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Absolute readies production of musical ‘Blood Brothers’

January 11, 2019 GMT

With the holidays now past, Kathy Keech has her cast of “Blood Brothers” humming — or singing — along.

The Absolute Theatre production of the musical opens Jan. 17, which means Keech and the 10-person cast had to navigate the Thanksgiving, Christmas and New Year’s holidays during the rehearsal season.

“It’s been a bit of a challenge,” Keech said just before Christmas. “We arranged the schedule pretty well, so I feel really good about where we’re at.”

Plus, on Jan. 2, rehearsals moved from a cramped classroom to the main stage at Rochester Civic Theatre, making preparations somewhat easier.

“Blood Brothers” won the Olivier Award for Best New Musical when it opened in 1983 in London. A London revival in 1991 ran for 24 years and 10,000 performances.

The story revolves around two brothers who are separated at birth and later fall in love with the same woman.

“This musical is really one of my favorites,” Keech said. “I find it to be so compelling and meaningful.” The show moves from humor to drama, placing demands on actors who also have to be able to sing.

In casting the show, Keech said, “I was basing a lot on the vocal auditions. But somebody has to be able to play drama and comedy.” There’s also a need to play various ages of the same characters.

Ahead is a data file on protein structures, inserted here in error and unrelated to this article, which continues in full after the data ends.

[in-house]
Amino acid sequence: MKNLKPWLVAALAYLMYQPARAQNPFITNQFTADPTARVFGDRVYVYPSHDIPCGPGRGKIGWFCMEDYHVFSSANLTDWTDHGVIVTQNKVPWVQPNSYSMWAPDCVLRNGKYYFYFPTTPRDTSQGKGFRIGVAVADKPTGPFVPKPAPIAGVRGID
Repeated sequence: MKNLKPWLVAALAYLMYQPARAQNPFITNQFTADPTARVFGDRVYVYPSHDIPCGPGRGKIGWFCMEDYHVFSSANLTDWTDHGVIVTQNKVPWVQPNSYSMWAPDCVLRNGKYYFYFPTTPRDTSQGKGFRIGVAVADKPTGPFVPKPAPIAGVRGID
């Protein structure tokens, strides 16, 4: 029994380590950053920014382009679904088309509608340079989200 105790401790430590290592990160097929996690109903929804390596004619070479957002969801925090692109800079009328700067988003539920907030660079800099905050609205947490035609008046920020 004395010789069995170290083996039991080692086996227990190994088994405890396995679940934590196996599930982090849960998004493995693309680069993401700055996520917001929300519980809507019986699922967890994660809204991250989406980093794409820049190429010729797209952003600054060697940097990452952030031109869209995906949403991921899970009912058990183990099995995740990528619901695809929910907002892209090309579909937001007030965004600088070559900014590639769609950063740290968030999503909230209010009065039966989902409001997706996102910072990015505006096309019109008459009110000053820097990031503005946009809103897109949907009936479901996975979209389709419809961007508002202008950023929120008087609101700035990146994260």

Keech has cast Eli Hansen and Lucas Simonson as the brothers, with Stef Stafford and Rebecca Sands as the mothers who raise them.

Also in the cast is James Douglass, who was in the show when the Rochester Repertory Theatre staged it about 20 years ago.

The musical is popular, Keech said, because “As an audience member, you run the gamut of emotions.”

Absolute is staging “Blood Brothers” with a different twist. “The way we’re doing this, you have the ending at the beginning,” Keech said. “You can do it either way. I think this works.”

While the play has its origins in the United Kingdom, Keech said there are few “Britishisms” that need to be translated. “I don’t think there’s a lot you wouldn’t catch,” she said. “Maybe a few words here and there. But I think the story itself is so universal.”